Handling High-Volume Transactions on Ethereum via Off-Chain Asynchronous Queuing
August 24, 2018
In our third technical blog, Adrian Lopez and Julien Déray from our back-end team take us through our current off-chain solution for pushing high volumes of tickets onto the blockchain, and how we might embrace a more decentralised approach in future.
Anyone who’s ever sat online waiting for tickets to be released knows that there can be very high, short-term peaks for ticket sales when systems are suddenly hit by a huge amount of traffic. The current load limits of Ethereum clearly present challenges for ticketing. While it is true to say that both Ethereum and Aventus have scaling challenges, it is important to note that the solutions don’t need to be the same.
At present, we’re exploring solving this challenge from two different perspectives:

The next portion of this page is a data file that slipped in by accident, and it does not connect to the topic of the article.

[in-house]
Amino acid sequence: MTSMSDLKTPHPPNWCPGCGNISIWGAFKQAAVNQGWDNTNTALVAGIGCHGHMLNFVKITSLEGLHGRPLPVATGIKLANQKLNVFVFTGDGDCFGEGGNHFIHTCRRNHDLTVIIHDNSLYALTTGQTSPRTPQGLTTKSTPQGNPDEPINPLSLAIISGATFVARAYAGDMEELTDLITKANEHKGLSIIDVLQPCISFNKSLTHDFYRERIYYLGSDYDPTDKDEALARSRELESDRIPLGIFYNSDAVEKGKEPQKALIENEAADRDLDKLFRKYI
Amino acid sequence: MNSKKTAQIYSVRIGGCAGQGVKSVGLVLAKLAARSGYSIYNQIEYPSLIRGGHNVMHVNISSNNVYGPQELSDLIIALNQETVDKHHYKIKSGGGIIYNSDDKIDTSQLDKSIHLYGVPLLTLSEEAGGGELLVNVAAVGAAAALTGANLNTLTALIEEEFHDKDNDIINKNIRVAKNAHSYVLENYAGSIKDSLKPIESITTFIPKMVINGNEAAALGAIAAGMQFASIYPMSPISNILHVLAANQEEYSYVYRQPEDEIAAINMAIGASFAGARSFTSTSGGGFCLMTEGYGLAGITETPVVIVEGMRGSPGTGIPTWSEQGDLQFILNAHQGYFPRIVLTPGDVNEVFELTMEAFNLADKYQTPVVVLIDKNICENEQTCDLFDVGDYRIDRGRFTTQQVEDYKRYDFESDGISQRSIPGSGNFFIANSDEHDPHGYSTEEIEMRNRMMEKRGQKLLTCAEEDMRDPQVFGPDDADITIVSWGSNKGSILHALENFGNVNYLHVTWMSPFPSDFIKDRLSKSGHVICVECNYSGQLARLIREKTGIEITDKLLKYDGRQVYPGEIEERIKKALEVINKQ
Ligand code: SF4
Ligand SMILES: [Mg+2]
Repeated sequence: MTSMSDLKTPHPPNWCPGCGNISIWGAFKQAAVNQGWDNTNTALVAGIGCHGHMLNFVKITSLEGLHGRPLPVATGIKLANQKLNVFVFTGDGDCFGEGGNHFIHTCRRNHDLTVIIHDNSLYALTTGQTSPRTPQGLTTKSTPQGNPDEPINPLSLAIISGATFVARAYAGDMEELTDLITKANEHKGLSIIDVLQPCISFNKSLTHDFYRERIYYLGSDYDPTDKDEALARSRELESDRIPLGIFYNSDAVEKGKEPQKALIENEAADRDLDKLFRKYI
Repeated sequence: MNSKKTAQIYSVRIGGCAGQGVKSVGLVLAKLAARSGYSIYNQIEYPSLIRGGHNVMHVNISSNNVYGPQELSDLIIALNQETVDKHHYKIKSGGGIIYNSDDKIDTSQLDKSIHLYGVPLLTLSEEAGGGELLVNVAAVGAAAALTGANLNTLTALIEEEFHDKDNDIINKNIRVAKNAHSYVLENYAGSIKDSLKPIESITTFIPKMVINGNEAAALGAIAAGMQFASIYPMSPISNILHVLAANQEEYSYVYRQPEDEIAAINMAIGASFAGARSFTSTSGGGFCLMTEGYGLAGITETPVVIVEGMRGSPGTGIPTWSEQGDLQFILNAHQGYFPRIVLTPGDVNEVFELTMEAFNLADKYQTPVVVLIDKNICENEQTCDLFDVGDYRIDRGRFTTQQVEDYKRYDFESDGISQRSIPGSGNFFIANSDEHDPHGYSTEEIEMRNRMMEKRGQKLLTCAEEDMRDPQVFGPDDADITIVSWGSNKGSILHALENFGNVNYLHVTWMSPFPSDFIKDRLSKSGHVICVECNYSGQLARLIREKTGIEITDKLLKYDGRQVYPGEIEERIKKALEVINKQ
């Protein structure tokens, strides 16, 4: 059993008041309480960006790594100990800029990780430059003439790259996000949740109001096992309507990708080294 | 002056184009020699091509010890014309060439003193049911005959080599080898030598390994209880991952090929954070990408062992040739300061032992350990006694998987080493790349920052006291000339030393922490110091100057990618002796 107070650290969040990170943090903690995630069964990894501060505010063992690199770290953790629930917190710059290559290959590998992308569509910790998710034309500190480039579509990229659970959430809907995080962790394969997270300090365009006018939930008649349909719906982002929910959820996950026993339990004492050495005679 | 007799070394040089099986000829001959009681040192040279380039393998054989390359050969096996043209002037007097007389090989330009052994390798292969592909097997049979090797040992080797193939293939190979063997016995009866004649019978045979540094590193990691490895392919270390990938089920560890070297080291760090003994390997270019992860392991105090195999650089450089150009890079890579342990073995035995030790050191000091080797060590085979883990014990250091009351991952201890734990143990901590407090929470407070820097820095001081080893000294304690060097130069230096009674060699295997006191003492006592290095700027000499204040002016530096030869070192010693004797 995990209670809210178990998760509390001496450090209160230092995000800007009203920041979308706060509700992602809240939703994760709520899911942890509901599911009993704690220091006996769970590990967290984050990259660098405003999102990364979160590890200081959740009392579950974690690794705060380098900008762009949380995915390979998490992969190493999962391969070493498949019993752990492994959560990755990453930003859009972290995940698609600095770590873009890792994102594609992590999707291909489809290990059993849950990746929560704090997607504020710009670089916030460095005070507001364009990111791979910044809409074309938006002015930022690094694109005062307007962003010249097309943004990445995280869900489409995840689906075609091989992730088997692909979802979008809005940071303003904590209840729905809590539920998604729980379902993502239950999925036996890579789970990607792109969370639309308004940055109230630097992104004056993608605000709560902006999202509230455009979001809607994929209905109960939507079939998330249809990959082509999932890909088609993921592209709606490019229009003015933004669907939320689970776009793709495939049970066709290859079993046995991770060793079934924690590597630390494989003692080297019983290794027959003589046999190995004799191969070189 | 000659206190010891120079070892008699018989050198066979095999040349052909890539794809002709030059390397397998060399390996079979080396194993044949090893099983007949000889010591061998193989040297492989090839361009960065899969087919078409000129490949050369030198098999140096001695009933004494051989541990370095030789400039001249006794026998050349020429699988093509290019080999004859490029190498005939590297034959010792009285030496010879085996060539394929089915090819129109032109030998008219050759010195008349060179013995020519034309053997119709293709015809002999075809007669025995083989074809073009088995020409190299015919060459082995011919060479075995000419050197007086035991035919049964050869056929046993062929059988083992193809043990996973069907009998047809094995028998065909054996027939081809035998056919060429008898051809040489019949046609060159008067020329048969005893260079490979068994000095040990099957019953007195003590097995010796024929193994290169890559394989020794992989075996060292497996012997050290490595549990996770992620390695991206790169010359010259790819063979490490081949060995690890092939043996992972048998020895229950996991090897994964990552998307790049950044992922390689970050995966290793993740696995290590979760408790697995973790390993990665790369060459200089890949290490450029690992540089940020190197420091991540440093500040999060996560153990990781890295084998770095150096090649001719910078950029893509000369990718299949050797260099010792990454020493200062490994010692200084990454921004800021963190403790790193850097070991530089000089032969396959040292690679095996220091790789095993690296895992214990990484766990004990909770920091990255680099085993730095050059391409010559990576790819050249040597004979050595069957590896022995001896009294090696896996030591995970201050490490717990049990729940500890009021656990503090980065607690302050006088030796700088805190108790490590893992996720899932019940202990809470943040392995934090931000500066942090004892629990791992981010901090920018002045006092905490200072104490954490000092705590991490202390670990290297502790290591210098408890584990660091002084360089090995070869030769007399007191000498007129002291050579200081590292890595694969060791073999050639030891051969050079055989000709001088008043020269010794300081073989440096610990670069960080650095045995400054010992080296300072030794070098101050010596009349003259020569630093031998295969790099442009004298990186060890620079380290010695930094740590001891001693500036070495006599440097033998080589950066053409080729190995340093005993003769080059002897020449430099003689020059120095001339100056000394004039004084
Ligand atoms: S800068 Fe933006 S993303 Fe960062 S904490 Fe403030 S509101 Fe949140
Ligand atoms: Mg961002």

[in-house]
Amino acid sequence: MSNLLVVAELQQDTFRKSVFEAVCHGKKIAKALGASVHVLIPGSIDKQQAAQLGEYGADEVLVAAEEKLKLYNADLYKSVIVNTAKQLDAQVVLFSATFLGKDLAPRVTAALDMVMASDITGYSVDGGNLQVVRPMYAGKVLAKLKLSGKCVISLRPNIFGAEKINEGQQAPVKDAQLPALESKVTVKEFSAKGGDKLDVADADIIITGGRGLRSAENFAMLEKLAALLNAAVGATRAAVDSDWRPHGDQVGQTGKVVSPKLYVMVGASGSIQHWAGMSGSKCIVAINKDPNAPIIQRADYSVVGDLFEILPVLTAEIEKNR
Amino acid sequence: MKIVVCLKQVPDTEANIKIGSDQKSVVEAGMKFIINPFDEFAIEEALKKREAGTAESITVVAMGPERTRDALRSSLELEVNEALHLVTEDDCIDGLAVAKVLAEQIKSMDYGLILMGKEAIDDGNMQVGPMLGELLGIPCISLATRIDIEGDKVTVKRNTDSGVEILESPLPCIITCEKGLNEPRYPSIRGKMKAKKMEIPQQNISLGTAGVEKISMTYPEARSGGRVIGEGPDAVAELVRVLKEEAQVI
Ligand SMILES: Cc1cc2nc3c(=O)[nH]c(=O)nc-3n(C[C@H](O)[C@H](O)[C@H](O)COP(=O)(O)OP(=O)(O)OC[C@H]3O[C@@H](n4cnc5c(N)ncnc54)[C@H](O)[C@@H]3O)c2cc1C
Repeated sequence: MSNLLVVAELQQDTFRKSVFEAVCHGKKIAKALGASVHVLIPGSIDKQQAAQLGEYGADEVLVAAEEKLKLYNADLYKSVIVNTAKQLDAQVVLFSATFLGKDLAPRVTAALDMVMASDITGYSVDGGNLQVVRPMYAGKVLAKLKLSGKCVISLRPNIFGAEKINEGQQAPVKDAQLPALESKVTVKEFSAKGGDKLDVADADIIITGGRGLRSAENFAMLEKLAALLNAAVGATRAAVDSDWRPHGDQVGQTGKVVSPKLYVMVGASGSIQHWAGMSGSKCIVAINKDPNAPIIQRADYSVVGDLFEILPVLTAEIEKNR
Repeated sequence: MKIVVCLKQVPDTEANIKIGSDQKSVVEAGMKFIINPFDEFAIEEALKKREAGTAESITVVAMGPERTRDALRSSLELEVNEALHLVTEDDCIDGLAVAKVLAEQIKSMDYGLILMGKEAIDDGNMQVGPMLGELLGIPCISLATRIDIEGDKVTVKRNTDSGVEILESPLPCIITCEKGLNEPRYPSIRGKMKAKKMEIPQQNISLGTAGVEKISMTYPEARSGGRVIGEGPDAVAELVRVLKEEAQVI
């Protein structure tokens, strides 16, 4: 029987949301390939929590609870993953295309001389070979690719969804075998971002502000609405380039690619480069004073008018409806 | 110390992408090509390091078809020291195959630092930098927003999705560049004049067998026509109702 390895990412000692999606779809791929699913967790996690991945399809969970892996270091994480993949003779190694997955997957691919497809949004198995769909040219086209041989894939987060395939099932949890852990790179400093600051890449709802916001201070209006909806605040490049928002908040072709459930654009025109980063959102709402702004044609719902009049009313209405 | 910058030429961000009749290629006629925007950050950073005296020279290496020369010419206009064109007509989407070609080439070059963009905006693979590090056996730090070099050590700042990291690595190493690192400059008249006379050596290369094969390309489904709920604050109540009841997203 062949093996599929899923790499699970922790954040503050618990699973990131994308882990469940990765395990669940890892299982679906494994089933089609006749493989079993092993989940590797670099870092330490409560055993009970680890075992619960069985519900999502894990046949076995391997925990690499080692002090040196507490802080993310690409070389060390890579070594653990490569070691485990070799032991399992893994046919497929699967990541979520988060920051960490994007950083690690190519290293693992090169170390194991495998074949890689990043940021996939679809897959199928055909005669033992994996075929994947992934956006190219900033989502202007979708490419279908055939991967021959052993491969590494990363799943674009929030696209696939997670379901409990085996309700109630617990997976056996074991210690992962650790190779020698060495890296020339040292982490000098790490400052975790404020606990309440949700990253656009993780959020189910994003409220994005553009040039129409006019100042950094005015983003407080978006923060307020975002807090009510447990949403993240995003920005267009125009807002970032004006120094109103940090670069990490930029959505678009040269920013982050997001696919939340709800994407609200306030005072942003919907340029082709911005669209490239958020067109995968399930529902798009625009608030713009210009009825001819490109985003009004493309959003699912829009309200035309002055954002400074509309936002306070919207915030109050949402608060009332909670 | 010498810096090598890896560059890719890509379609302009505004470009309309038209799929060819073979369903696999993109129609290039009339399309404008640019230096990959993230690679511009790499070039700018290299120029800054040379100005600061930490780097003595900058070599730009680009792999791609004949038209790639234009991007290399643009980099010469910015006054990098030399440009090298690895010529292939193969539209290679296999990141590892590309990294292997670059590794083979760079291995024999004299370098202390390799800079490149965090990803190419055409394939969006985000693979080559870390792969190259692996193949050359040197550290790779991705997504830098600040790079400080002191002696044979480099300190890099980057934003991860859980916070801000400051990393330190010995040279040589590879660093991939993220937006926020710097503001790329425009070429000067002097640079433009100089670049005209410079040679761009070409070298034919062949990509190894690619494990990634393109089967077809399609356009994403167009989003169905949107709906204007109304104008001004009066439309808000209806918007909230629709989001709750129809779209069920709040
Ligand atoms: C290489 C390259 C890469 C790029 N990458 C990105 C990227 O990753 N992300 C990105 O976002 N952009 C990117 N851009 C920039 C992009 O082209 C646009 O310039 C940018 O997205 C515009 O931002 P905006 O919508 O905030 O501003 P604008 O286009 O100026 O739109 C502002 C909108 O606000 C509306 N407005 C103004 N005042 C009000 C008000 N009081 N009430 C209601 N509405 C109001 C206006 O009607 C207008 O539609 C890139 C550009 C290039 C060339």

- Smoothing out the flow of ticket purchases by buffering transactions using an off-chain queueing solution (the topic of this blog post).
- Developing a solution that preserves the principles of decentralisation by checking in with the MainNet (currently top secret, we’ll explain more another time).
We’ve developed an off-chain solution which handles this challenge by holding all ticket transactions within an asynchronous queueing system and then pushing them onto the Protocol incrementally. There are a couple of requirements here:
- We want to ensure that all tickets will eventually be processed and delivered to the blockchain within a reasonable amount of time.
- We want to monitor gas prices on Ethereum throughout the delivery process, and automatically utilise this information to optimise the flow of transactions based on cost. This gives us the choice of keeping either the gas price or the pace of transactions constant.